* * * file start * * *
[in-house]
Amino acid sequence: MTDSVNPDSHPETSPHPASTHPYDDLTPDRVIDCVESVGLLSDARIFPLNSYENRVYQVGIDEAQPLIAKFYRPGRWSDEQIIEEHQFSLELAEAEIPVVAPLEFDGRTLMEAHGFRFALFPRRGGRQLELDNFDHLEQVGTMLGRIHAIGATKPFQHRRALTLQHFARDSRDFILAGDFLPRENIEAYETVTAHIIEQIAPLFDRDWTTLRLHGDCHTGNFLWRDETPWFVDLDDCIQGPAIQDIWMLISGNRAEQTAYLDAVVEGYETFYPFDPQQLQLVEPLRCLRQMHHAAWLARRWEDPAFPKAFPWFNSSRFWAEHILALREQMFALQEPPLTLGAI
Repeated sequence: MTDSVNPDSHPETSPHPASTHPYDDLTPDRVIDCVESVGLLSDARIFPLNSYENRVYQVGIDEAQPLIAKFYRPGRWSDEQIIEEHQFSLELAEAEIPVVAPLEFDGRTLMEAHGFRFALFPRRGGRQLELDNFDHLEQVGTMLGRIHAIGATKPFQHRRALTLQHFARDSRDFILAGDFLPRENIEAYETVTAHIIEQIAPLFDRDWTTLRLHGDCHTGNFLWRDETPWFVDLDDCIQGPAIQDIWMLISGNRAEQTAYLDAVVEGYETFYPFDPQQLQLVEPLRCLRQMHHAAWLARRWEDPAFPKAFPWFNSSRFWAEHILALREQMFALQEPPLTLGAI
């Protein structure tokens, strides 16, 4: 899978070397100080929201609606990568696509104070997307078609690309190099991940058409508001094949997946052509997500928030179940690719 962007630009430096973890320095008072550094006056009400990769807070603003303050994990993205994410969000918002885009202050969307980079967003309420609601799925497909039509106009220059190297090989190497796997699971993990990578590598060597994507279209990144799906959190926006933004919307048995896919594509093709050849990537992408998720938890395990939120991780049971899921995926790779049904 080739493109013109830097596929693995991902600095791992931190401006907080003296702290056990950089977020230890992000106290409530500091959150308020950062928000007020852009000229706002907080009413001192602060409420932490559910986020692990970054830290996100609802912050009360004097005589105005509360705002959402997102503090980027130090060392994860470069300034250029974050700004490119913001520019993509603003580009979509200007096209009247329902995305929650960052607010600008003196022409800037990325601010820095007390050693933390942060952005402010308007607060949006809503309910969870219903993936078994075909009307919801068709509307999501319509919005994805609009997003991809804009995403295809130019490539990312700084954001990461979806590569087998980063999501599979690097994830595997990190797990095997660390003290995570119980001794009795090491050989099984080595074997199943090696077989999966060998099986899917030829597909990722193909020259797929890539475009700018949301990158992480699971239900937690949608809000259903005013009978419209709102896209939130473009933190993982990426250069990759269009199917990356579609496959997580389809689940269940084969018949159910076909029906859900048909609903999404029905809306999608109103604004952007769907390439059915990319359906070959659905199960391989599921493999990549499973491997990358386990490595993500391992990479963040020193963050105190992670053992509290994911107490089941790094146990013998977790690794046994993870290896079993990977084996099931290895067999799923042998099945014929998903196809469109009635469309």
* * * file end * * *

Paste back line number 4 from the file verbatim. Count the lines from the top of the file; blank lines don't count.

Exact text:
């Protein structure tokens, strides 16, 4: 899978070397100080929201609606990568696509104070997307078609690309190099991940058409508001094949997946052509997500928030179940690719 962007630009430096973890320095008072550094006056009400990769807070603003303050994990993205994410969000918002885009202050969307980079967003309420609601799925497909039509106009220059190297090989190497796997699971993990990578590598060597994507279209990144799906959190926006933004919307048995896919594509093709050849990537992408998720938890395990939120991780049971899921995926790779049904 080739493109013109830097596929693995991902600095791992931190401006907080003296702290056990950089977020230890992000106290409530500091959150308020950062928000007020852009000229706002907080009413001192602060409420932490559910986020692990970054830290996100609802912050009360004097005589105005509360705002959402997102503090980027130090060392994860470069300034250029974050700004490119913001520019993509603003580009979509200007096209009247329902995305929650960052607010600008003196022409800037990325601010820095007390050693933390942060952005402010308007607060949006809503309910969870219903993936078994075909009307919801068709509307999501319509919005994805609009997003991809804009995403295809130019490539990312700084954001990461979806590569087998980063999501599979690097994830595997990190797990095997660390003290995570119980001794009795090491050989099984080595074997199943090696077989999966060998099986899917030829597909990722193909020259797929890539475009700018949301990158992480699971239900937690949608809000259903005013009978419209709102896209939130473009933190993982990426250069990759269009199917990356579609496959997580389809689940269940084969018949159910076909029906859900048909609903999404029905809306999608109103604004952007769907390439059915990319359906070959659905199960391989599921493999990549499973491997990358386990490595993500391992990479963040020193963050105190992670053992509290994911107490089941790094146990013998977790690794046994993870290896079993990977084996099931290895067999799923042998099945014929998903196809469109009635469309």